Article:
Alcohol consumption is also known to be a major health risk, as both short-term and long-term alcohol use could lead to harmful results.
The Centers for Disease Control and Prevention (CDC) lists nicotine as an extremely dangerous addictive chemical compound due to its high lethality rate. The CDC adds that nicotine, found primarily in tobacco, is the leading cause of preventable deaths in the US, causing at least 480,000 deaths in recent years. The nicotine component in tobacco is what makes it so addictive, even as it weakens and eventually destroys the lungs and the throat. It is even dangerous to those who do not use tobacco as secondhand smoke is also known to promote lung disease.
Much like alcohol, there are no laws that limit the manufacture, distribution, and sale of tobacco anywhere in the world, adding to the danger of this substance. The nicotine content in tobacco is known to dramatically increase the chances of death due to:
- Coronary heart disease
- Chronic obstructive pulmonary disease (COPD)
Fentanyl is an extremely addictive opioid that is also classified by the CDC as being one of the most dangerous drugs in the world to ever be used illicitly. From April 2020 to April 2021, there were more than 64,000 deaths recorded due to fentanyl overdose. As such, the US government has officially declared that fentanyl has killed more young Americans than COVID-19.
The US Drug Enforcement Agency (DEA) reports that the vast majority of fentanyl is manufactured in China and enters US soil through the US-Mexico border. Another disturbing fact about fentanyl use is that it is a popular substance that is mixed with other potent substances such as cocaine and methamphetamine. This combination, however, almost always leads to death.
As 75% of all cocaine overdose deaths in the US were due to cocaine mixed with fentanyl, and 50% of all methamphetamine-related deaths were due to methamphetamine mixed with fentanyl. The most common reason for fentanyl-related deaths is severe respiratory depression, where the body losses sensitivity to the carbon dioxide levels inside it, and oxygen levels continue to drop.
Compared to other abused substances, heroin overdose-related deaths have gone down by 7% from 2019 to 2020. Although the number of people who die from heroin overdose is still alarmingly high. The CDC reveals that at least 4 people in every 100,000 Americans die from heroin-involved deaths.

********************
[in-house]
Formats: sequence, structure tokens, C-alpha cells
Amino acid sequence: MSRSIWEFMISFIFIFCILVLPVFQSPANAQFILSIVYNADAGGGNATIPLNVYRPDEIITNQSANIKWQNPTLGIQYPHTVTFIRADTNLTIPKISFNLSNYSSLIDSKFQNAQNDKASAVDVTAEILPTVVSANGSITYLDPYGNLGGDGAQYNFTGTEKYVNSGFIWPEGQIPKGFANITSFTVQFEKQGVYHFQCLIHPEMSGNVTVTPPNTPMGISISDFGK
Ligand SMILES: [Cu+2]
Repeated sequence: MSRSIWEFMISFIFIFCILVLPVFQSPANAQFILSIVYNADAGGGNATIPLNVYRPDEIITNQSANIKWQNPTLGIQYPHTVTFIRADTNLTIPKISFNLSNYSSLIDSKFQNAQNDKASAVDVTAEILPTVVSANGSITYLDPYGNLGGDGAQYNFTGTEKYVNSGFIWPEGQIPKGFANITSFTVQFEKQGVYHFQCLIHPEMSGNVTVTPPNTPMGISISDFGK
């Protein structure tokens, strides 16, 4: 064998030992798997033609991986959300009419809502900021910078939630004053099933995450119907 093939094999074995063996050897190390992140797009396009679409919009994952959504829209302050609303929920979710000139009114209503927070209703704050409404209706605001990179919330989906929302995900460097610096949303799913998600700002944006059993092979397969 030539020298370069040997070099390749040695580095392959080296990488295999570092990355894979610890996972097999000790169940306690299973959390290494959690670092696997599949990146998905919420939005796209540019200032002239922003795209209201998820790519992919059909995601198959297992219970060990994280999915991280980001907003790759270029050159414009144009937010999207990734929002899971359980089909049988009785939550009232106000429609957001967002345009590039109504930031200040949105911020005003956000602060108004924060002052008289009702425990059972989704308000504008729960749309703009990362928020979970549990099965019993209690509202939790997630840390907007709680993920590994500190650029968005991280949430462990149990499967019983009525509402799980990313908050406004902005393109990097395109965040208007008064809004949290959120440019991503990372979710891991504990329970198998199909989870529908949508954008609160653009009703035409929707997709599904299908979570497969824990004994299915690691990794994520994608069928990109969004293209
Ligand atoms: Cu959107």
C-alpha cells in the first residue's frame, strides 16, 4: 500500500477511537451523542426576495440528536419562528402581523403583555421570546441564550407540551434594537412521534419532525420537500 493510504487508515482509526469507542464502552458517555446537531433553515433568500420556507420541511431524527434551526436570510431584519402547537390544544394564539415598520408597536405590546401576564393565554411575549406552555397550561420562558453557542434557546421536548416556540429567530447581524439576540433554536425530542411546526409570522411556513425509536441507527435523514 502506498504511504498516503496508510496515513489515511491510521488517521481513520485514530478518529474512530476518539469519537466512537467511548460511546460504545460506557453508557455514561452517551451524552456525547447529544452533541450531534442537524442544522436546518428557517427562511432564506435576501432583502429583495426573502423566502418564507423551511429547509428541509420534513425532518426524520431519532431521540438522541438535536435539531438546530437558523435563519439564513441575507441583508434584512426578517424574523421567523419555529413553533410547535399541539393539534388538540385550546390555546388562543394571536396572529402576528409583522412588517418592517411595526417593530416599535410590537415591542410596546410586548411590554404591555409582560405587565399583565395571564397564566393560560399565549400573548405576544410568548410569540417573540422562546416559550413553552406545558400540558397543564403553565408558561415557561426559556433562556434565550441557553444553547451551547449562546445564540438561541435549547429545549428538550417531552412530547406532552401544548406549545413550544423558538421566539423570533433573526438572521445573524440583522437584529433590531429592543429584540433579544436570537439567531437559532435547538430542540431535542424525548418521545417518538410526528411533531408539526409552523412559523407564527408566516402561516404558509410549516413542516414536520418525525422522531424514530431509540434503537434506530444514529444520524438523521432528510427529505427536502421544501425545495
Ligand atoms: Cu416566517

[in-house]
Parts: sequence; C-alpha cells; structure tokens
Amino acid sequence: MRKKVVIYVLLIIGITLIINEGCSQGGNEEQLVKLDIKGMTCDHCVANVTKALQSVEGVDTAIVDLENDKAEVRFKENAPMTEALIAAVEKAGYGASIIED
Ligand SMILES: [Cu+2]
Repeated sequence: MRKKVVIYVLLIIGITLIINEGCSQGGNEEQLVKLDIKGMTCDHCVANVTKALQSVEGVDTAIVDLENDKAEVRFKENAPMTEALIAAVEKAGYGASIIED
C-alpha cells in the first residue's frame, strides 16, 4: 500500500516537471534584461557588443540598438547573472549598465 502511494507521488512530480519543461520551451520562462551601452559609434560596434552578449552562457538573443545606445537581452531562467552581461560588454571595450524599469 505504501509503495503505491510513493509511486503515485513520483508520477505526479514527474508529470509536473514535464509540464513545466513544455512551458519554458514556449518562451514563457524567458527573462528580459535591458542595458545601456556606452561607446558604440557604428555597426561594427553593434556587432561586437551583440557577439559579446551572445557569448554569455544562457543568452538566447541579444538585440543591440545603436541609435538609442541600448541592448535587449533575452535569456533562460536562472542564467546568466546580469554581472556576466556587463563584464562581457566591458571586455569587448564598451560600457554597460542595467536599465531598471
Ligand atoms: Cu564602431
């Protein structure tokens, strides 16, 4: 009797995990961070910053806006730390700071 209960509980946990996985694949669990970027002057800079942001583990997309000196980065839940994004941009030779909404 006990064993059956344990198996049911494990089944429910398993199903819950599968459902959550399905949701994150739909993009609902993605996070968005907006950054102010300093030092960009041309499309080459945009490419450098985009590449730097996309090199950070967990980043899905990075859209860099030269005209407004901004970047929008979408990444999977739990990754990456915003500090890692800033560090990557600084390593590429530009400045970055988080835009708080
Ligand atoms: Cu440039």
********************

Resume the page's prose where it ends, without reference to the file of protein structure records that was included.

Almost 20% of all opioid-related deaths also involved heroin. In 2020, more than 13,000 Americans are known to have died of heroin-involved cases, with more than 68% of the overdose deaths also involving a mixture of other substances with the heroin.
Heroin deaths occur when the body forgets to breathe, as heroin forces the body into a state of extreme relaxation. Alongside the respiratory failure, a heroin overdose will also cause a significant drop in blood pressure, and this, in turn, will trigger cardiac failure. There are also cases where people have died from complications arising from pulmonary edema, where the lungs literally flood with blood.
Opioids are also listed by the CDC as among the most dangerous substances illicitly used by Americans, with a high fatality rate arising from their illicit use. More than 68,000 Americans have been listed as having died from an opioid-related overdose. This number accounts for 74.8% of all overdose-related deaths for that year.
In 2021 alone, more than 80,000 Americans are known to have died from an opioid overdose. This is an increase from 2020 when more than 70,000 Americans are known to have died from an opioid overdose.
Opioids primarily kill people by slowing the rate and depth of breathing. The body first forgets how to breathe properly, then the body loses the ability to take a deep breath completely. As oxygen levels steadily drop in the body, carbon dioxide levels rise.
The rise in carbon dioxide is because breathing is so slowed that not enough carbon dioxide is exhaled. Opioids are also known to suppress the gag reflex. This is highly dangerous as the person could choke on their vomit.
Casco Bay Can Help You Find the Way Back From Addiction
Any kind of addiction is sure to lead to injury, ruin, and early death. This is why every effort should be done to help people find their way back to recovery and lasting sobriety. A substance abuse disorder also has a disturbing way of coming back to the person.
Here at Casco Bay, we believe that people in recovery deserve nothing less than constant care and persistent support so that recovery is not just a possibility, but a certainty. We know this because we have helped so many people through their most difficult personal challenges in addiction, and we are all the better for it. Let’s get started.